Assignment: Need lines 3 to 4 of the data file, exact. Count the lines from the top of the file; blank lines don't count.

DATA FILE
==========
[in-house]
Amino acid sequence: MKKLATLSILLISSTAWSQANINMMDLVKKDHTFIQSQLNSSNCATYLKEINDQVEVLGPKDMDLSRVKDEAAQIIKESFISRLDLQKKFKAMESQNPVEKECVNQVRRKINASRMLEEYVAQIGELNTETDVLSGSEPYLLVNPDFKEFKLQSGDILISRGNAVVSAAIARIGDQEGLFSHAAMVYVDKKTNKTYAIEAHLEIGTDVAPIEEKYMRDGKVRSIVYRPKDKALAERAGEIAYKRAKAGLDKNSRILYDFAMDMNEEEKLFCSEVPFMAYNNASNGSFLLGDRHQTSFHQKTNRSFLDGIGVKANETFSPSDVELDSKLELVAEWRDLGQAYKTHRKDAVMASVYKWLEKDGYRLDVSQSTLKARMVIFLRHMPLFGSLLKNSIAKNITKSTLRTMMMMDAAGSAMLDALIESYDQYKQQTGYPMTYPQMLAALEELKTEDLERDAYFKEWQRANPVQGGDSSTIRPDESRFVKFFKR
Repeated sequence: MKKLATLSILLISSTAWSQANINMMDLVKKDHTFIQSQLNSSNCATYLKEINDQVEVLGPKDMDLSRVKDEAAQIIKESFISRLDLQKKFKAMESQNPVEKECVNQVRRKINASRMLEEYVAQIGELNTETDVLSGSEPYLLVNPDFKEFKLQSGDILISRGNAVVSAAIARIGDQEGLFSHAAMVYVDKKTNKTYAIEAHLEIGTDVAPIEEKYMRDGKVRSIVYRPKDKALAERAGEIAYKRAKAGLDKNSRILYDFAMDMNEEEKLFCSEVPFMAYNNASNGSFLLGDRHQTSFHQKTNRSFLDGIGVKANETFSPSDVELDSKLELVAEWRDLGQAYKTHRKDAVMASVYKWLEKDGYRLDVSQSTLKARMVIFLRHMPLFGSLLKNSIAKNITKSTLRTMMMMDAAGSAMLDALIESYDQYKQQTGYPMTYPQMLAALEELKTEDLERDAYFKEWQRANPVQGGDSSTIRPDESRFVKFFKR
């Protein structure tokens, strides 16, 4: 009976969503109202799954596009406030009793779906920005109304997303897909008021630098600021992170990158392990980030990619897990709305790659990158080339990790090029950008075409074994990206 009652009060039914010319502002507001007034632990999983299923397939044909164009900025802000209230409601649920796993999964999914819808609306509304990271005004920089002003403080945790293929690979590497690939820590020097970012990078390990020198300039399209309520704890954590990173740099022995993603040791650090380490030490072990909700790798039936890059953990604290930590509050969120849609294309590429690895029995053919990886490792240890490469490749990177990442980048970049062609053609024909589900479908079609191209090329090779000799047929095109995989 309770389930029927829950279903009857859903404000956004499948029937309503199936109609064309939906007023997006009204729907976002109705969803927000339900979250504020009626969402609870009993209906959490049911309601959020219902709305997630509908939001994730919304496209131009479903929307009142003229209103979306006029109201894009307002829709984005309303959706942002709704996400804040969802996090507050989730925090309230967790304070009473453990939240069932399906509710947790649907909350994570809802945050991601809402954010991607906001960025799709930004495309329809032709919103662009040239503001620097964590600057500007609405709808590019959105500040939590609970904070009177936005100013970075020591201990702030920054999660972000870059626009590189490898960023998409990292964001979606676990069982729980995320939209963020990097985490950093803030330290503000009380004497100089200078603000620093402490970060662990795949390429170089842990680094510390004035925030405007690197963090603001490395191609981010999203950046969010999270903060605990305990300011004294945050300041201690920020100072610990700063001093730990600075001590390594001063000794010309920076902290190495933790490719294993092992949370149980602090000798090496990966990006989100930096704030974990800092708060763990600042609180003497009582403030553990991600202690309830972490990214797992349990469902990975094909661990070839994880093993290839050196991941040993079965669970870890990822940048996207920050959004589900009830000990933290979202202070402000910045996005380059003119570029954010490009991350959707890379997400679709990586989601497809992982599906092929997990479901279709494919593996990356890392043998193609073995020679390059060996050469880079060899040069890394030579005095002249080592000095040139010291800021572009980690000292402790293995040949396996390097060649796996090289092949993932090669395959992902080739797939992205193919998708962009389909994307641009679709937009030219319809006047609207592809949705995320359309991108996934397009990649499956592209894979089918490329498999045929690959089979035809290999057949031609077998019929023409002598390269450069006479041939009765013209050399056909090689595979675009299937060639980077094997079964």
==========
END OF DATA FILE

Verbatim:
Repeated sequence: MKKLATLSILLISSTAWSQANINMMDLVKKDHTFIQSQLNSSNCATYLKEINDQVEVLGPKDMDLSRVKDEAAQIIKESFISRLDLQKKFKAMESQNPVEKECVNQVRRKINASRMLEEYVAQIGELNTETDVLSGSEPYLLVNPDFKEFKLQSGDILISRGNAVVSAAIARIGDQEGLFSHAAMVYVDKKTNKTYAIEAHLEIGTDVAPIEEKYMRDGKVRSIVYRPKDKALAERAGEIAYKRAKAGLDKNSRILYDFAMDMNEEEKLFCSEVPFMAYNNASNGSFLLGDRHQTSFHQKTNRSFLDGIGVKANETFSPSDVELDSKLELVAEWRDLGQAYKTHRKDAVMASVYKWLEKDGYRLDVSQSTLKARMVIFLRHMPLFGSLLKNSIAKNITKSTLRTMMMMDAAGSAMLDALIESYDQYKQQTGYPMTYPQMLAALEELKTEDLERDAYFKEWQRANPVQGGDSSTIRPDESRFVKFFKR
């Protein structure tokens, strides 16, 4: 009976969503109202799954596009406030009793779906920005109304997303897909008021630098600021992170990158392990980030990619897990709305790659990158080339990790090029950008075409074994990206 009652009060039914010319502002507001007034632990999983299923397939044909164009900025802000209230409601649920796993999964999914819808609306509304990271005004920089002003403080945790293929690979590497690939820590020097970012990078390990020198300039399209309520704890954590990173740099022995993603040791650090380490030490072990909700790798039936890059953990604290930590509050969120849609294309590429690895029995053919990886490792240890490469490749990177990442980048970049062609053609024909589900479908079609191209090329090779000799047929095109995989 309770389930029927829950279903009857859903404000956004499948029937309503199936109609064309939906007023997006009204729907976002109705969803927000339900979250504020009626969402609870009993209906959490049911309601959020219902709305997630509908939001994730919304496209131009479903929307009142003229209103979306006029109201894009307002829709984005309303959706942002709704996400804040969802996090507050989730925090309230967790304070009473453990939240069932399906509710947790649907909350994570809802945050991601809402954010991607906001960025799709930004495309329809032709919103662009040239503001620097964590600057500007609405709808590019959105500040939590609970904070009177936005100013970075020591201990702030920054999660972000870059626009590189490898960023998409990292964001979606676990069982729980995320939209963020990097985490950093803030330290503000009380004497100089200078603000620093402490970060662990795949390429170089842990680094510390004035925030405007690197963090603001490395191609981010999203950046969010999270903060605990305990300011004294945050300041201690920020100072610990700063001093730990600075001590390594001063000794010309920076902290190495933790490719294993092992949370149980602090000798090496990966990006989100930096704030974990800092708060763990600042609180003497009582403030553990991600202690309830972490990214797992349990469902990975094909661990070839994880093993290839050196991941040993079965669970870890990822940048996207920050959004589900009830000990933290979202202070402000910045996005380059003119570029954010490009991350959707890379997400679709990586989601497809992982599906092929997990479901279709494919593996990356890392043998193609073995020679390059060996050469880079060899040069890394030579005095002249080592000095040139010291800021572009980690000292402790293995040949396996390097060649796996090289092949993932090669395959992902080739797939992205193919998708962009389909994307641009679709937009030219319809006047609207592809949705995320359309991108996934397009990649499956592209894979089918490329498999045929690959089979035809290999057949031609077998019929023409002598390269450069006479041939009765013209050399056909090689595979675009299937060639980077094997079964």